London-area neo-Nazi Martin Weiche has died.
The one-time leader of the extremist Canadian National Socialist Party died Friday night at 90 years old, his son Alan confirmed Sunday.
Weiche was a well-known and self-described racist who held KKK cross and Swastika-burning rallies outside his Hyde Park area home and once tried to get the city to declare a European Heritage Week, during which he planned to promote racism.
In the past decade or so, he has been less politically active, but his views have remained strong, said Alan Weiche — one of Martin Weiche's nine children.
"Up to a week ago, he was still feisty and talking politics," said Alan Weiche. "He was elaborating on his thesis of why (Moammar) Gadhafi was driven out of power.
"I wouldn't say he felt angry anymore, but he was still disturbed . . . about the system."
Though Alan Weiche insisted his dad was not truly a racist, because he rented apartments in his home to people with many racial backgrounds and once had a Chinese tenant for Christmas dinner, he agreed Martin Weiche spent a great deal of energy protesting multiculturalism.
A former luftwaffe pilot for Hitler during WWII, Martin Weiche immigrated to Canada in 1951, and became active in real estate in London. Within a few years, he started building apartment buildings in London and Sarnia.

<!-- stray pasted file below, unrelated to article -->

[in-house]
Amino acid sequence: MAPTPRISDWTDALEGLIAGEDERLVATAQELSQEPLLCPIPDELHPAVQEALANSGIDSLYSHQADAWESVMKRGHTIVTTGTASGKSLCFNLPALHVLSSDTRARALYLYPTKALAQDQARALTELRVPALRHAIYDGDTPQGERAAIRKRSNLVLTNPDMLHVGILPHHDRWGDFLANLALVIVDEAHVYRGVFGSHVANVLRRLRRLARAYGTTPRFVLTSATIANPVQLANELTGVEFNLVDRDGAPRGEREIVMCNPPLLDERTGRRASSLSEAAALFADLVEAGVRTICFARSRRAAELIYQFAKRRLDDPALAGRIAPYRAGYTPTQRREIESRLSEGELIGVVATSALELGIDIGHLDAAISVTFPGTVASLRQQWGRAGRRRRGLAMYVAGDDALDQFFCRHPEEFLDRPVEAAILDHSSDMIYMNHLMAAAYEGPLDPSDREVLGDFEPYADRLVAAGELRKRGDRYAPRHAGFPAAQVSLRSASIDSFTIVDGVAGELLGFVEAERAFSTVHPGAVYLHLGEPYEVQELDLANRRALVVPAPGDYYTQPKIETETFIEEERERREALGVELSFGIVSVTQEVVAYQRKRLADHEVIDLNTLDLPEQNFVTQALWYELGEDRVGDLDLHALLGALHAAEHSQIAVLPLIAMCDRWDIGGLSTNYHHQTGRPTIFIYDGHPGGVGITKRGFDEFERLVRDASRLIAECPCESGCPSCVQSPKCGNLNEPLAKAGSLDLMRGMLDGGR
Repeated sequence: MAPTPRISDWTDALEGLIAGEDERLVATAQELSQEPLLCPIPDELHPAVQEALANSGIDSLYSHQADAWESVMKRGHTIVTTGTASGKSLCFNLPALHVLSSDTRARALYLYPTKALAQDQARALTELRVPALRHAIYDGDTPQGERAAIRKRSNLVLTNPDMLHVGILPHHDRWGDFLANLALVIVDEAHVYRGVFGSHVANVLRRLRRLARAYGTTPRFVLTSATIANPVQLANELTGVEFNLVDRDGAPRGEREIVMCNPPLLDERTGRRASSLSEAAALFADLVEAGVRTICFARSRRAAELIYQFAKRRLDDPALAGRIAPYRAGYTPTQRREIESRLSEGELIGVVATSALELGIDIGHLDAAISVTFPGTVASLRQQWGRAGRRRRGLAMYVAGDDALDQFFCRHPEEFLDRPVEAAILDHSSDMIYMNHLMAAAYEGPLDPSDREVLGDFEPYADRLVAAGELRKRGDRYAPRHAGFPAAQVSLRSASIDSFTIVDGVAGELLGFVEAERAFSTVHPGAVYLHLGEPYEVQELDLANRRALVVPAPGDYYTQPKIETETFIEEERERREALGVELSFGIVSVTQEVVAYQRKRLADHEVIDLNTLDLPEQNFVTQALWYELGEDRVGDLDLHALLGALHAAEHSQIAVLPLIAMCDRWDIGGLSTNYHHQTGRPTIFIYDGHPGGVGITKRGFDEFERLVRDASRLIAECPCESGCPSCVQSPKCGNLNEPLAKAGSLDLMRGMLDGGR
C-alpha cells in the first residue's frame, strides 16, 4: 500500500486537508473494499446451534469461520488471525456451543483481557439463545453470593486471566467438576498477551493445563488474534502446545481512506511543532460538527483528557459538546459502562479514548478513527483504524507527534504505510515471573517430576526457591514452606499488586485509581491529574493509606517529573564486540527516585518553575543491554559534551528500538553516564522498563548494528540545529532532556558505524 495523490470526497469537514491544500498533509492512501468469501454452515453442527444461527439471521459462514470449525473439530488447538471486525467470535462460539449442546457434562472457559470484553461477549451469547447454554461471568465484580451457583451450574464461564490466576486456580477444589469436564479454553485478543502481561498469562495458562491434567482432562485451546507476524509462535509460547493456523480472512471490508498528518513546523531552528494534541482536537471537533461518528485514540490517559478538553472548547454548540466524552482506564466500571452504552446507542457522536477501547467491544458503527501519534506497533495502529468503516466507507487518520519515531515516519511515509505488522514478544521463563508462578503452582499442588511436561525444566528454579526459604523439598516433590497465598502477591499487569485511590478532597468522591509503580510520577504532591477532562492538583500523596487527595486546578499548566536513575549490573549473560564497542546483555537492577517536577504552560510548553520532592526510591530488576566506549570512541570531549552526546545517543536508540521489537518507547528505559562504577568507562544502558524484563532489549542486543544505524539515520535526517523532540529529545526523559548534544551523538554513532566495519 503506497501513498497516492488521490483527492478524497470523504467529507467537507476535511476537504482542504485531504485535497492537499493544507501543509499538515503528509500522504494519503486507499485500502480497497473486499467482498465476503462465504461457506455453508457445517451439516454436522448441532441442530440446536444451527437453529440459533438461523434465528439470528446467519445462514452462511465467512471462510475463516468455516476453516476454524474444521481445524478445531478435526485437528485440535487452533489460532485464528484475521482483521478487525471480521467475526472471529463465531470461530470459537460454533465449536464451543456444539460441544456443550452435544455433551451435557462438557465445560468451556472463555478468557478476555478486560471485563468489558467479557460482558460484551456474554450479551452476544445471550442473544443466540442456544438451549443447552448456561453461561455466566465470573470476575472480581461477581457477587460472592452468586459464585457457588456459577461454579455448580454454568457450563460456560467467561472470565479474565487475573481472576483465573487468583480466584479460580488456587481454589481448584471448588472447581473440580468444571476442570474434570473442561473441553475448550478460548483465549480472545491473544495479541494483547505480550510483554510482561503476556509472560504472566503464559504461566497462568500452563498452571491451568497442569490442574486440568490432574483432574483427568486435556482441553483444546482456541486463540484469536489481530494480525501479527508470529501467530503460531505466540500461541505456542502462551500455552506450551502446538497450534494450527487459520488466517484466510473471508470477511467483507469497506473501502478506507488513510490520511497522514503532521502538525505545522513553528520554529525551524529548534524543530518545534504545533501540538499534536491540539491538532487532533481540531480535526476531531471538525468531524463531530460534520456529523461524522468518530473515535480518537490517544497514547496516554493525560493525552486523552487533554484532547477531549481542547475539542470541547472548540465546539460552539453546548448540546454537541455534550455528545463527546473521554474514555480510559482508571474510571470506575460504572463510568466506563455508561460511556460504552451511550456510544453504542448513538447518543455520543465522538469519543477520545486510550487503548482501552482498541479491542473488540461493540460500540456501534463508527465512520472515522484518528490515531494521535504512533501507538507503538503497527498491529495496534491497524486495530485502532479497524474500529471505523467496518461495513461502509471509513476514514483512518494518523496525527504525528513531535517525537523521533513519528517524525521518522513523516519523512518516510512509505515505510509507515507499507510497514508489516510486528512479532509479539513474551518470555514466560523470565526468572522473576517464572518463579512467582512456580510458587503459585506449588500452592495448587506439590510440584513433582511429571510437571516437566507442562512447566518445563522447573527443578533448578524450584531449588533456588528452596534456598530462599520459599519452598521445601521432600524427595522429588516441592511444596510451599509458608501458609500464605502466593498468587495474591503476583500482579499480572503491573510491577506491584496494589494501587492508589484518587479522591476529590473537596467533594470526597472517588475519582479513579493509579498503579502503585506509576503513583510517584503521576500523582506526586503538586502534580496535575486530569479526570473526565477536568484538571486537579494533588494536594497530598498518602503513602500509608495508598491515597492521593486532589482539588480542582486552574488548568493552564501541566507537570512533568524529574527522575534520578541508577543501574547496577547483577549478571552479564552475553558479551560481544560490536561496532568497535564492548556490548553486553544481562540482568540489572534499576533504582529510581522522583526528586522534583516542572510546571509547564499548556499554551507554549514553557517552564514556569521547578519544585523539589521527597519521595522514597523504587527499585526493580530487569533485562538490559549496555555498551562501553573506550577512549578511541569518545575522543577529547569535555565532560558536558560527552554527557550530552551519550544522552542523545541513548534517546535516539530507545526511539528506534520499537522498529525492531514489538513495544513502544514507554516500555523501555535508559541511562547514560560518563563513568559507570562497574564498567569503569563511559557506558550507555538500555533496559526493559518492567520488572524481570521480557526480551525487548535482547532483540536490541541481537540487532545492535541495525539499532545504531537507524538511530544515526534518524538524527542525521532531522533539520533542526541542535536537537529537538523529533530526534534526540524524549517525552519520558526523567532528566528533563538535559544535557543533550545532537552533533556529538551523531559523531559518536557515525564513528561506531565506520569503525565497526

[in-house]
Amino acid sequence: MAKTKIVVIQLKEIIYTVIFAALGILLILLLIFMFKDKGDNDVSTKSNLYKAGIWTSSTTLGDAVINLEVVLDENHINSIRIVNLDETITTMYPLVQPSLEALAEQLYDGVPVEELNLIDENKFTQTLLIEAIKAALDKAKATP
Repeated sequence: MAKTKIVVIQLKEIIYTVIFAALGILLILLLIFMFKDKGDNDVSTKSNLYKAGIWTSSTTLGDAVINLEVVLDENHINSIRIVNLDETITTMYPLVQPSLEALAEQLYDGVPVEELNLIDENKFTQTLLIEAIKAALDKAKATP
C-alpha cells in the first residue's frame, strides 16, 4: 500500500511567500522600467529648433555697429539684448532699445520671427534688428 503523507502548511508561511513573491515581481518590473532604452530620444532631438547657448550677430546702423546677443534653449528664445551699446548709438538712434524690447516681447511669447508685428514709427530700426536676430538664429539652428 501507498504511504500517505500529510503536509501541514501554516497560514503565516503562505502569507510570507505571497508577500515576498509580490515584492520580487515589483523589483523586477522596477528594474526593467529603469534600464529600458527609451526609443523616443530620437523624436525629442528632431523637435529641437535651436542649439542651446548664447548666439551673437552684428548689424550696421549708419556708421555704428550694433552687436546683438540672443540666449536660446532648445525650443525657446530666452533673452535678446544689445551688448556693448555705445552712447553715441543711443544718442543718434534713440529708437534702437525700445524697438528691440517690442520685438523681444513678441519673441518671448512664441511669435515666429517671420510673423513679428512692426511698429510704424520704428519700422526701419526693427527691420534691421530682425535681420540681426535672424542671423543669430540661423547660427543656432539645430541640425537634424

He didn't become politically active until about 1965, after reading an autographed copy of Adolph Hitler's book Mein Kampf. When a London Free Press headline declared the local developer to be a Nazi, he decided to "stand up for his beliefs," said Alan Weiche.
In the 1968 federal election, he ran as a National Socialist.
Those white supremacist beliefs — were not well received in Canada It wasn't easy growing up a Weiche in London, where all the siblings attended Medway High School, said Alan Weiche.
"In school we were picked on a lot. As a young man, there were times in my early twenties, I could be pulled over 3 times a day. There was a lot of harassment and telephone calls . . ."
It was the phone calls that eventually broke up his parents' marriage, said Alan. His mom wanted her husband to stop being so outspoken, but he would not back down.
In all, Martin Weiche was married four times. Once in Germany before he divorced and married Alan Weiche's mom Lina, whom he shares seven children with. They divorced and he married and had one child with Christa Weiche before they divorced and Martin Weiche married his now-widow Jenette. They also have one child together.
He has 16 grandchildren and eight grandchildren.
"We're all coming to grips with (his death) now," said Alan Weiche, who is a tower crane operator, and said he and most of his siblings share their father's political views.
"When you lose an influence like that, you kind of realize that you're on your own."
London Free Press Link